Once Abraham settled in the land of Israel, along with
his nephew Lot, he was forced to engage in a war involving five kings who
rebelled against four Canaanite kings. (Gen. ch. 14)
Abraham went to war in order to rescue Lot, who, by
mutual agreement, had made his homestead away from his uncle. (ch. 13) The Sages
say that Lot had become involved in immorality, and therefore Abraham preferred
that they live separately. But, if that's the case, why did Abraham see fit to
rescue him afterwards from the four Canaanite kings who had captured him?
...because of the soul of King David who was within
Lot at the time.
Here, the Maharal of Prague proposed a fascinating
explanation. Abraham did this, "because of the soul of King David who was within
Lot at the time." According to the Maharal, the soul of King David was dwelling
in Lot, and for this reason Abraham had to rescue him.
It is well established that many very lofty souls
would descend from Lot through one of his daughters. From her son named Moab,
and from the nation he founded would come the convert Ruth, who would become the
great-grandmother of King David, the progenitor of Mashiach ben
David. But the idea that the actual soul of King David was en-clothed in an
immoral person like Lot is hard to fathom.
Shem miShmuel explains:
We know that the four kings represented forces of evil
which prevented the revelation of G‑dliness in the world. Three of the kings
corresponded to the cardinal sins of idolatry, murder, and sexual offenses (such
as incest). The fourth king was as bad as all of them combined, though we're not
told exactly what his transgressions were.
Spiritually opposing these wicked kings were the three
forefathers – Abraham, Isaac, Jacob – and King David. But, each of them, in his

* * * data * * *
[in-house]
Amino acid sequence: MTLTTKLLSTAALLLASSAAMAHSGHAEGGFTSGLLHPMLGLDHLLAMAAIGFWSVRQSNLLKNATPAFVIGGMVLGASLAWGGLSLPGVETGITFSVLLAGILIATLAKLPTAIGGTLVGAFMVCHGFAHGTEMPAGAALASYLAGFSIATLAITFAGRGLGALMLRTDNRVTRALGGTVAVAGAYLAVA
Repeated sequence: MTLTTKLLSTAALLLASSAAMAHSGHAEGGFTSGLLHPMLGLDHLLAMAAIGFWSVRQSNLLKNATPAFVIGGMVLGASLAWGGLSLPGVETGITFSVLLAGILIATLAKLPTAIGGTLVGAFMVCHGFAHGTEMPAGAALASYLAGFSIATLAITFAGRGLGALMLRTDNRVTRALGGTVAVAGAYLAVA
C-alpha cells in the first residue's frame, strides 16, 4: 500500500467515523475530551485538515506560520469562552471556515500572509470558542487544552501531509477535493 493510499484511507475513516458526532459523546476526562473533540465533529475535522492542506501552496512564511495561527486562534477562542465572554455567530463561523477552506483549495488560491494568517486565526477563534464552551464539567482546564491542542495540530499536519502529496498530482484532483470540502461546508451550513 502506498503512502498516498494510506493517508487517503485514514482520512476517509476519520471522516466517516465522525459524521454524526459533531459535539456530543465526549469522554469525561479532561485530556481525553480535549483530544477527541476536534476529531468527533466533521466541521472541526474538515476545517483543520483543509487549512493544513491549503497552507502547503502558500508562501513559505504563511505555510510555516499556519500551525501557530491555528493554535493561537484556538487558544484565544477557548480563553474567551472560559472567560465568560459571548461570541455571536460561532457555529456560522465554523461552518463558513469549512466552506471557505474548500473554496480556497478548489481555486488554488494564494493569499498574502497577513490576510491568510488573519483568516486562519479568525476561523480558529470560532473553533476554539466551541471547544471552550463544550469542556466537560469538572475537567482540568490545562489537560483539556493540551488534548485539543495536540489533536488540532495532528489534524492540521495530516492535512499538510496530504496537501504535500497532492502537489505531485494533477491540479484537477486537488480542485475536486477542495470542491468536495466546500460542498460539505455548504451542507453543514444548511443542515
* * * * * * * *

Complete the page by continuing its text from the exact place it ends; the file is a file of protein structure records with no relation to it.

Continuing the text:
turn, had to go through purification, in order to become the tzadik that
we now know him as, and to rectify these terrible sins.
Abraham, the man of loving-kindness, had to go through
the trial of sojourning in Egypt, which on the surface looked like a beautiful
place, but really captured and concealed anything spiritual or G‑dly. By briefly
sojourning in Egypt (and by undergoing circumcision), he rectified the
transgression of sexual immorality.
Isaac, the man known for his fear of G‑d, had to
confront the Philistines, a people known for their habit of scoffing and
laughing at everything – the opposite of standing in awe of G‑d. By spending a
period of time among the Philistines, Isaac rectified the transgression of idol
And Jacob, the man of truth, had to undergo the tests
of Esau and Laban, both of them liars and murderers. Thus, he rectified the
transgression of murder. Having undergone these tests and overcome them, the
forefathers became the paragons of their respective paths of service of G‑d.
Finally, we come to King David, who had to undergo the
most unique type of purification.
King David narrates over and over again how humble his life experiences have made him.
When we examine the Psalms authored by King David, the
trait that stands out is his humility. King David narrates over and over again how humble his life experiences have made him. Whether he is being pursued by
Saul, or fighting Goliath, or repenting over his sins, he is the most humble and
self-effacing of men.
But, in Lot we see the opposite. Lot saw himself as the
heir to Abraham, and indeed, as the father of the world. It was his haughtiness
and arrogance which qualified him as the fourth and worst of the negative
forces. Arrogance includes, and leads to, all of the other cardinal sins
mentioned above. King David's soul had to be clad in Lot's arrogant body in
order for King David to undergo the necessary purification and emerge as the
humble King of Israel from whom Mashiach would come.
Abraham understood that, and this is why he went to
war in order to rescue his nephew. And it is because of him that we find
ourselves living today "on the heels of Mashiach," as we await the final
[From "Inner Lights from Jerusalem": based on
the Shem miShmuel and other Chassidic and Kabalistic Sources, by Rabbi
David Sterne, who also authored "Love Like Fire and Water: A Guide to